Developers over at BitPay and Copay received a Github issue report earlier this week about a third-party NodeJS package that was modified to steal private keys. The code modification allowed hackers to access and capture private keys from people using the app. The code modification has been detected in versions 5.0.2 all the way through to 5.1.0 of the BitPay and Copay apps.
The company is urging all clients using one of these iterations to upgrade to the newest version of the app, before transferring all funds from existing wallets into a new wallet they have created using the new 5.2.0 version using the Send Max feature.
Bad News for Mass Adoption
Many users of the BitPay and Copay systems are businesses who don’t really have technical knowledge. BitPay has been peddled as a quick and easy system to integrate with POS systems that allow businesses to accept cryptos. This news of having to upgrade and shift money to a new wallet could scare off a number of companies – especially those with low technical knowledge. This in turn could mean that a number of firms that once accepted crypto through the two apps have reversed their crypto support. This could be very bad for the overall mass adoption of cryptos and the price of Bitcoin.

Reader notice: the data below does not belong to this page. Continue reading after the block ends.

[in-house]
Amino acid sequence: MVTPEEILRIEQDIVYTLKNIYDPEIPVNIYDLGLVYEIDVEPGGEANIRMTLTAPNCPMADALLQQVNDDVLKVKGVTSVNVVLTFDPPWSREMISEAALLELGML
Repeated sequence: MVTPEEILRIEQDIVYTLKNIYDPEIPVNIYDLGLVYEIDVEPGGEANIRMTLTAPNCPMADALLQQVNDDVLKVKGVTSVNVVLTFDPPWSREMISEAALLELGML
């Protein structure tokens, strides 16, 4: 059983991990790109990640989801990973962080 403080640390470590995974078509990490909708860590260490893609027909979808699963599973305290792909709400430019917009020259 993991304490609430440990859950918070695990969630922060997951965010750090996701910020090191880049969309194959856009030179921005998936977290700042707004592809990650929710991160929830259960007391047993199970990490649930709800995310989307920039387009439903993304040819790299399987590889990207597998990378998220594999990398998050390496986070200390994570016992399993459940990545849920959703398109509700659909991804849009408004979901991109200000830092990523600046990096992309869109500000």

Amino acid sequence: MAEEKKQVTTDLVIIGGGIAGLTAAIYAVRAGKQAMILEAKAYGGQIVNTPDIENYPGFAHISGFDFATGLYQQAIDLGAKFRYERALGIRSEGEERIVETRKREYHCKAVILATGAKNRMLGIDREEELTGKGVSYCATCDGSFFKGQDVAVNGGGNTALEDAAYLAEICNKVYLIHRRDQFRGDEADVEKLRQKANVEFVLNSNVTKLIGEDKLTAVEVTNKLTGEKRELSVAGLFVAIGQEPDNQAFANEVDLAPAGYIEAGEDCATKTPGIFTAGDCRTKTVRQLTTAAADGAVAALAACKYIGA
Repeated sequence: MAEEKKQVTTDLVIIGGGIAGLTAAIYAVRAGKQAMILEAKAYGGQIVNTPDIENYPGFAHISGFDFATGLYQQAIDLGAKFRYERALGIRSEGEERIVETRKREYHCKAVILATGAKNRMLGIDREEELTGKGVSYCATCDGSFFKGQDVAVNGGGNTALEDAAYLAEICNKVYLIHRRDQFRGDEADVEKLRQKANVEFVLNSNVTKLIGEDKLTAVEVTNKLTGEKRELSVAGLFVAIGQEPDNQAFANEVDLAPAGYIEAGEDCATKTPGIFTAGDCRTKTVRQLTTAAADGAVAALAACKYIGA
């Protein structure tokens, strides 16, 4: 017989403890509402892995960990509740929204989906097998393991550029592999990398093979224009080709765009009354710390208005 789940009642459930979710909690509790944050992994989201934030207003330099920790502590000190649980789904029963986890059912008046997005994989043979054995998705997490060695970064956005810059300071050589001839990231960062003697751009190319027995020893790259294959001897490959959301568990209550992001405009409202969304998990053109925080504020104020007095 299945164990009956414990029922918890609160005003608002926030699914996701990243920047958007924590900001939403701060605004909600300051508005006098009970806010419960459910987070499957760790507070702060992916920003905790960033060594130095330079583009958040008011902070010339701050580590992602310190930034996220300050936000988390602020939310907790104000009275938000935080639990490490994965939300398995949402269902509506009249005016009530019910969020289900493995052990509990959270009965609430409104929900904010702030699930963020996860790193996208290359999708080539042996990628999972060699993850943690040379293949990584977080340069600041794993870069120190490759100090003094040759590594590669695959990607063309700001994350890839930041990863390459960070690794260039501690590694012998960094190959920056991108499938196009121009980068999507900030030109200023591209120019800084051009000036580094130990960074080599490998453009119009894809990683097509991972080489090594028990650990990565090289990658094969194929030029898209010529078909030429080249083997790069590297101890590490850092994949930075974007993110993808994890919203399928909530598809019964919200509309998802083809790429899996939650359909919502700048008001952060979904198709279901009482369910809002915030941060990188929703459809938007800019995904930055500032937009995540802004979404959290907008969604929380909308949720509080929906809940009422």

BitLicense on the Line
The news of this rogue script being added for so many versions without someone noticing sooner could possibly result in the revocation of BitPay’s BitLicense. BitPay was awarded a BitLicence from the New York State Department of Financial Service (NYSDFS), meaning it can interact and deal with customers from the state of New York. However, the news that its app has been unsafe for so long could force the NYSDFS to reverse its decision and revoke BitPay’s license for the state. This could spell disaster for the firm and bring about a wave of negative PR that spans much of the US.
Not BitPay’s First Brush with Bugs
Unfortunately, this isn’t BitPay’s first brush with bugs and customer dissatisfaction. Back in April, it revealed that the Coinbitclip trojan had worked its way into the code and affected a number of Bitcoin transactions that had been processed by the company. Users with a Windows installation of the app were affected and it caused major chaos. The firm quickly resolved the issue and refunded customers who lost money due to the virus. But, from a PR perspective the damage had already been done.
BitPay has been quick to rectify the malicious code in its app whenever it’s been detected. Unfortunately, due to the fact it took so long to discover, there is no knowing how many users have been affected by this code. The best thing to do is upgrade to the new version of the app and create a new wallet, then transfer your funds. Stay safe, the crypto world can be dangerous at times – something that BitPay’s recent performance proves.